Teaching Pronunciation Through a Story

It's impossible to try to teach students all the rules of French phonetics in one sitting (nor would that be as useful to them as consistent practice), but I like to do a mini-lesson at the beginning of the year that emphasizes a few of them (including the cadence, with the stress on the last syllable) to help acquaint them with it.

First, I start by writing a few French words on the board that are used in English (an idea I got from Deb Blaz's book Foreign Language Teacher's Guide to Active Learning.  The words I chose were cliché, garage, au contraire, café, boutique, chic, and rendez-vous.  After determining (in French) that these words are in fact French words borrowed by English and what they mean, I ask them to pronounce the sounds a, i, ou, é, and ch, using the words as a guide.  Then, this year, instead of just showing them random words to read that contained the sounds I wanted to practice, I made up a little story.  I showed it in PPT form, and the students pronounced the words in green, while I pronounced the words in black.  After each slide, students said what the words meant in English.  Then I made it into a video with my voiceover to publish to my classroom blog so students could practice at home.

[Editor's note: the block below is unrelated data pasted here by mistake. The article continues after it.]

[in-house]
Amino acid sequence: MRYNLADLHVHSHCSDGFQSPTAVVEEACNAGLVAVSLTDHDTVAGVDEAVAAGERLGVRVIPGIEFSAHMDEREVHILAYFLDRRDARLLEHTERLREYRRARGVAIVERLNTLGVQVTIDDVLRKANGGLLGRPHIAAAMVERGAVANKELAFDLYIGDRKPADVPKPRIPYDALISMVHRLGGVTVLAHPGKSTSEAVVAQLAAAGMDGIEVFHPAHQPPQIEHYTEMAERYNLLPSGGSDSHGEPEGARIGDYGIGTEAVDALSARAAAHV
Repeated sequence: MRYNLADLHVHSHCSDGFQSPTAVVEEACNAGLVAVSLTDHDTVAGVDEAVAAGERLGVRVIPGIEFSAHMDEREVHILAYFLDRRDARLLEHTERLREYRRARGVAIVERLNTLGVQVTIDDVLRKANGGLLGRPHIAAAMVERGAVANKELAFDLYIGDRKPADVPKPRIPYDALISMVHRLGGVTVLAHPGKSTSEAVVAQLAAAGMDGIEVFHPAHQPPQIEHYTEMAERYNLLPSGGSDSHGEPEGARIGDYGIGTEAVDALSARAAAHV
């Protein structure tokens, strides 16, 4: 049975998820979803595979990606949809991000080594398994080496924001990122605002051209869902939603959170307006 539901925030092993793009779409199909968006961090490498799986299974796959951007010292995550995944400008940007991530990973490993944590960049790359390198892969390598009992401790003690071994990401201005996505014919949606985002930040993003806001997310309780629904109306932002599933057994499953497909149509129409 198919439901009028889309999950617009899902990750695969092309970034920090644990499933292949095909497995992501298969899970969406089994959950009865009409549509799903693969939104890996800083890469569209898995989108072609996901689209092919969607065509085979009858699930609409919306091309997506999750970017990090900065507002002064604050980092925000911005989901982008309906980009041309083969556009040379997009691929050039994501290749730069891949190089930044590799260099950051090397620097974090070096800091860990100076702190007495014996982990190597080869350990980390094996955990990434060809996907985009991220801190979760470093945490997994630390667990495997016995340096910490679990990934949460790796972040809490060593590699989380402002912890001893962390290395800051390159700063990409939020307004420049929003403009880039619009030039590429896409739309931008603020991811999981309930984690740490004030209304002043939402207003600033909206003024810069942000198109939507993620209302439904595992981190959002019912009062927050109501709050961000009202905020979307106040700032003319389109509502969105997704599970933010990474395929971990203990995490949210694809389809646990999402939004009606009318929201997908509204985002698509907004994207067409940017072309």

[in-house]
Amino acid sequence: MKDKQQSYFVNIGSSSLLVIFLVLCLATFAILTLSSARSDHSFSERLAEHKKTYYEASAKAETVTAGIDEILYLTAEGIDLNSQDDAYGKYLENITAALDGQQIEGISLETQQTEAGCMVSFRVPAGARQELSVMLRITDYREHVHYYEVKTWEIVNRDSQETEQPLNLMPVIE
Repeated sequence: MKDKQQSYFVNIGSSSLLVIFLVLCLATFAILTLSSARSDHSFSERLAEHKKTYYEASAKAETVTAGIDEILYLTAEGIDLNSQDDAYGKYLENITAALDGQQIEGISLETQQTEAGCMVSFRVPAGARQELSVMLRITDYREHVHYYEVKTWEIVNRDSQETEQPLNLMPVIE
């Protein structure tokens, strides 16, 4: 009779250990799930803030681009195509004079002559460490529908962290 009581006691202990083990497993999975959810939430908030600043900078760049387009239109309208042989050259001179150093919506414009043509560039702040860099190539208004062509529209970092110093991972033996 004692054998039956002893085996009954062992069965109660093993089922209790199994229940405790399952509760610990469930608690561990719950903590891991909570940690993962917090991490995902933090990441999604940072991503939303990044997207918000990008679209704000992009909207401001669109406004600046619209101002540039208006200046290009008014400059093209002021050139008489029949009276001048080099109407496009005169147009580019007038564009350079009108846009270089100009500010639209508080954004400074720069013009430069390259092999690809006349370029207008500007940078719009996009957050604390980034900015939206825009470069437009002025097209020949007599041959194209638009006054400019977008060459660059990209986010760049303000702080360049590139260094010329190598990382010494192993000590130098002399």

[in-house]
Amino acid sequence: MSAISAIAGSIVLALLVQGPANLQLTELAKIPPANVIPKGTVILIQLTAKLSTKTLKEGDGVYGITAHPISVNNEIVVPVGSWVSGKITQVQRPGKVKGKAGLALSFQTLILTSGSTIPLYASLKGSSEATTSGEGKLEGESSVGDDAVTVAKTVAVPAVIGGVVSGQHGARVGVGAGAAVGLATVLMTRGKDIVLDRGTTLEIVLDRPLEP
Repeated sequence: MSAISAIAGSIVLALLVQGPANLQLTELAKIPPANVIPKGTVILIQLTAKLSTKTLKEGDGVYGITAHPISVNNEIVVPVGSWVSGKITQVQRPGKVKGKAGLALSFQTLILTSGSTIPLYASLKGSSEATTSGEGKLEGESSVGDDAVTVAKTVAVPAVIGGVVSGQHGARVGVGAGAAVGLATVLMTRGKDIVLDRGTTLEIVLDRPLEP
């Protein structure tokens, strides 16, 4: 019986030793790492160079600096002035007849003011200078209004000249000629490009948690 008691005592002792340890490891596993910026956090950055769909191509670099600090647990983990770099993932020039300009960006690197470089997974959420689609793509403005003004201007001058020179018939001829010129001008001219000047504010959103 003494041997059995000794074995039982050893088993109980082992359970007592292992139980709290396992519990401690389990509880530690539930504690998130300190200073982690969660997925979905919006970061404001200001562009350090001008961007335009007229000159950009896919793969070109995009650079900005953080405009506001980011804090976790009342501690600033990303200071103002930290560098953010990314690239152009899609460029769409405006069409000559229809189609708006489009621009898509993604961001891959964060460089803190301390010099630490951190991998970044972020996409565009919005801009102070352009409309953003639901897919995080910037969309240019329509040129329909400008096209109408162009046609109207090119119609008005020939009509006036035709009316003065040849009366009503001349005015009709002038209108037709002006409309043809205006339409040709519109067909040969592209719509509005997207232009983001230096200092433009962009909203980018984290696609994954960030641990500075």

Here is the story:



So, while its hardly a comprehensive review of every possible French pronunciation rule, it helped students learn the cadence of French and introduced them to some of the more frequent sounds.

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